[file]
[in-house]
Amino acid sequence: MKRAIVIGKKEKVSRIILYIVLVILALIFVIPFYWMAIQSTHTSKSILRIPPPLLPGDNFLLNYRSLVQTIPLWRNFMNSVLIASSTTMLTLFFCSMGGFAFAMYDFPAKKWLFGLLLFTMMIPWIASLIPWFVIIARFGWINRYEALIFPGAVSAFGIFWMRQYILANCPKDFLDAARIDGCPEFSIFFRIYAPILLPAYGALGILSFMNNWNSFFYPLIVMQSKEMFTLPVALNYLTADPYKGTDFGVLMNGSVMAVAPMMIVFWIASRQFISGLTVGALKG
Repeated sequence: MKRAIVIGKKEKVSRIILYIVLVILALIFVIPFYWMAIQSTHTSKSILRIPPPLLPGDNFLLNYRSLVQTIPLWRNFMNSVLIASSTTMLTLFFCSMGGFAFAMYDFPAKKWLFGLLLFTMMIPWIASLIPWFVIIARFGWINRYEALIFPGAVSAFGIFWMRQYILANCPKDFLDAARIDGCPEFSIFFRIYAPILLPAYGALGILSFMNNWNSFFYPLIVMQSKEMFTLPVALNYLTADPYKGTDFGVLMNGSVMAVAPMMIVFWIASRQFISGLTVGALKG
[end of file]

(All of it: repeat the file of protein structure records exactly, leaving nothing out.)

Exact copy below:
[in-house]
Amino acid sequence: MKRAIVIGKKEKVSRIILYIVLVILALIFVIPFYWMAIQSTHTSKSILRIPPPLLPGDNFLLNYRSLVQTIPLWRNFMNSVLIASSTTMLTLFFCSMGGFAFAMYDFPAKKWLFGLLLFTMMIPWIASLIPWFVIIARFGWINRYEALIFPGAVSAFGIFWMRQYILANCPKDFLDAARIDGCPEFSIFFRIYAPILLPAYGALGILSFMNNWNSFFYPLIVMQSKEMFTLPVALNYLTADPYKGTDFGVLMNGSVMAVAPMMIVFWIASRQFISGLTVGALKG
Repeated sequence: MKRAIVIGKKEKVSRIILYIVLVILALIFVIPFYWMAIQSTHTSKSILRIPPPLLPGDNFLLNYRSLVQTIPLWRNFMNSVLIASSTTMLTLFFCSMGGFAFAMYDFPAKKWLFGLLLFTMMIPWIASLIPWFVIIARFGWINRYEALIFPGAVSAFGIFWMRQYILANCPKDFLDAARIDGCPEFSIFFRIYAPILLPAYGALGILSFMNNWNSFFYPLIVMQSKEMFTLPVALNYLTADPYKGTDFGVLMNGSVMAVAPMMIVFWIASRQFISGLTVGALKG